Do you have bad knees or do your legs get tired after ripping deep pow all day? Not quite slope ready at the beginning of a new ski season? Well, now there are a couple of devices that can not only help save your knees but also lessen the strain on your quads, keeping you out on the mountain all day without getting tired.
Developed by Colorado resident Walter Dandy, CADS uses a system of rubber loops, removable composite rods, cord, pulleys, and a harness to create a weight bypass of your legs. The rubber loops and the cord work together to lift the weight off your legs and transfer it to the rod anchored between the harness and your boots. The weight that normally would have been absorbed by your legs, is now forced down to your skis for a more stable ride.
When you bend your knees, the rubber loops of the CADS system are stretched. The stretch is then transmitted via the cords over the pulleys to the harness. This reduces your effective body weight and diminishes the required quad-contraction strength. Decreased quad contraction, in turn, reduces the forces across your knees.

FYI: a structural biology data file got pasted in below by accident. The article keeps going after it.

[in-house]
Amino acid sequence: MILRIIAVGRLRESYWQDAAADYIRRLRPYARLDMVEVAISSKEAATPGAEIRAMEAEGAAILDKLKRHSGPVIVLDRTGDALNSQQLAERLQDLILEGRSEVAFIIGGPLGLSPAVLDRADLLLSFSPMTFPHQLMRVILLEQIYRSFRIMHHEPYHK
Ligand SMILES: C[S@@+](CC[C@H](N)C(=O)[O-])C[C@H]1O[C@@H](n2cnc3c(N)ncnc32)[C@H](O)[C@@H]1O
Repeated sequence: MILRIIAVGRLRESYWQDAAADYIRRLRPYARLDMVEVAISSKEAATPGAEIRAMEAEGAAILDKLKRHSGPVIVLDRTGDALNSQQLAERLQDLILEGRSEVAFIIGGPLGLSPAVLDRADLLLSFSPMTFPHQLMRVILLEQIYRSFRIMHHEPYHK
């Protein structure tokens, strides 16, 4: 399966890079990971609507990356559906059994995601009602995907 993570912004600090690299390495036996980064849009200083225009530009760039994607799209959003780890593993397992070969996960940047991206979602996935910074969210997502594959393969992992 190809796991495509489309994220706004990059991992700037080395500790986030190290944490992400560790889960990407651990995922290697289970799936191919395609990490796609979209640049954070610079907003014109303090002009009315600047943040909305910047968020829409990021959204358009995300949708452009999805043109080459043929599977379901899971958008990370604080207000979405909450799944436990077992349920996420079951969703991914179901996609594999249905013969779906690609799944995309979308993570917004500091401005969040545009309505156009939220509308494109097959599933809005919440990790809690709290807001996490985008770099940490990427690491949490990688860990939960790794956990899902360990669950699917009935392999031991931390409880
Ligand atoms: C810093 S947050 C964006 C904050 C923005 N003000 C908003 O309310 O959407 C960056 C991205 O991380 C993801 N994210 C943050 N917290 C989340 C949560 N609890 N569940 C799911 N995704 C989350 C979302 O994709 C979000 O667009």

In case you are not up for the literal "stick up your a@$" look, Ski Mojo has come up with a comparable solution that inconspicuously sits underneath your ski pants. Using a spring mechanism, the Ski Mojo exoskeleton promotes good posture and supports up to 1/3 of your weight, helping to alleviate dreaded thigh burn and sore knees.
A lightweight, comfortable harness and two Neoprene knee-supports with powerful shock absorbing springs are worn discreetly under your ski pants. A special clamp sits on the back of the shell of each of your ski boots. Weighing only 2kg (4.4lbs), the spring mechanism in the Ski Mojo system engages as soon as you start to ski, absorbing impact. As the Ski Mojo system runs down the side of your leg, it works as a side impact protection bar, further helping to prevent knee injury if you should fall.
All this quad and knee support does not come cheap. The Ski Mojo system retails for $525 and the CADS system a hefty $695. Cheaper than knee surgery, however?